Patrick Kain

Department of Philosophy

Purdue University





Kant claims that there is an imperative of prudence based upon the fact that each finite rational being necessarily wills his own happiness, but this thesis appears to conflict with the account of ends Kant formulates in Metaphysik der Sitten.  After elaborating the apparent problem this poses for Kant's conception of prudence, it is argued that Kant is committed to the idea of a necessarily possessed end independently of his account of prudence and that there is no special problem with the idea of happiness as a necessary end.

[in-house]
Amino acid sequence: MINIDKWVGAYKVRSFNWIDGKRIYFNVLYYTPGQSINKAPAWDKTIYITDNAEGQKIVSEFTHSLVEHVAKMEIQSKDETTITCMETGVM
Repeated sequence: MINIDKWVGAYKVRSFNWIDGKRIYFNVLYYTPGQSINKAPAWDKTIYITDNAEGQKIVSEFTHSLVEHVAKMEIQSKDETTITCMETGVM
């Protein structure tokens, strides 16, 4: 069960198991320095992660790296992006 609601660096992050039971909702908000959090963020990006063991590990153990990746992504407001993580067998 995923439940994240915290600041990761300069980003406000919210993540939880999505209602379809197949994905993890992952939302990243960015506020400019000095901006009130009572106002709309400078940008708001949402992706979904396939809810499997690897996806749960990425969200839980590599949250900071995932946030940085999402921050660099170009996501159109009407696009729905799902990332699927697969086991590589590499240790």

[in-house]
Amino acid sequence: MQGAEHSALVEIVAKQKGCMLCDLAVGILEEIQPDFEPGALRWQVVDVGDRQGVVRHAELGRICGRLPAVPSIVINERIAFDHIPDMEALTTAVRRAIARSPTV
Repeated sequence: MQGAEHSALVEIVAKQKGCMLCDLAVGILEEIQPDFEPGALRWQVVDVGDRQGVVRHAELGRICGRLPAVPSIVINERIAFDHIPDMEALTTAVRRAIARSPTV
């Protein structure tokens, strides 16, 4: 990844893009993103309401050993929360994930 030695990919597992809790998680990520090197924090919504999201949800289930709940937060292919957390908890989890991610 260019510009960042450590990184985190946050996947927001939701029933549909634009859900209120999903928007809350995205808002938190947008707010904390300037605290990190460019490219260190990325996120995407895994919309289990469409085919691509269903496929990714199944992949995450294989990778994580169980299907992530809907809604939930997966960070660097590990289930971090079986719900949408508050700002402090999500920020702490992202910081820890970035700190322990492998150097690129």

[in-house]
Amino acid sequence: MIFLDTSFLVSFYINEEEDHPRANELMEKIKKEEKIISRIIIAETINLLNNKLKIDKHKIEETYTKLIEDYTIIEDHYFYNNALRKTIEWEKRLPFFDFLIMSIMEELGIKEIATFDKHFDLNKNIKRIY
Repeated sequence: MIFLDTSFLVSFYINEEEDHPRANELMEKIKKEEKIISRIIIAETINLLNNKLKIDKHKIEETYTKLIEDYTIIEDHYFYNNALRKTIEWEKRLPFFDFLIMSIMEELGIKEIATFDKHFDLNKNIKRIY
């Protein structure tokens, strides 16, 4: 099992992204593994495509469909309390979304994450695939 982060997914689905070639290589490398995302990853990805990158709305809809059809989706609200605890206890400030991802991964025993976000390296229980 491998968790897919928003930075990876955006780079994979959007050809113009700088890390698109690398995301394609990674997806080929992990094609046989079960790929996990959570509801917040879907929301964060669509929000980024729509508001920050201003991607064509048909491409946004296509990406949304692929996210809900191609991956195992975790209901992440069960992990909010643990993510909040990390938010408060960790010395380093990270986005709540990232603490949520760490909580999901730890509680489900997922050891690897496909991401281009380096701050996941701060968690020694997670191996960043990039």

"A Preliminary Defense of Kantian Prudence"

Kant und die Berliner Aufklärung: Akten des IX. Internationalen Kant-Kongresses (Proceedings of the IX. International Kant Congress)

ed. Volker Gerhardt, Rolf-Peter Horstmann and Ralph Schumacher  Berlin: de Gruyter, 2001

ISBN-13: 9783110169799

Volume III, pp. 239-246. (4,427 words)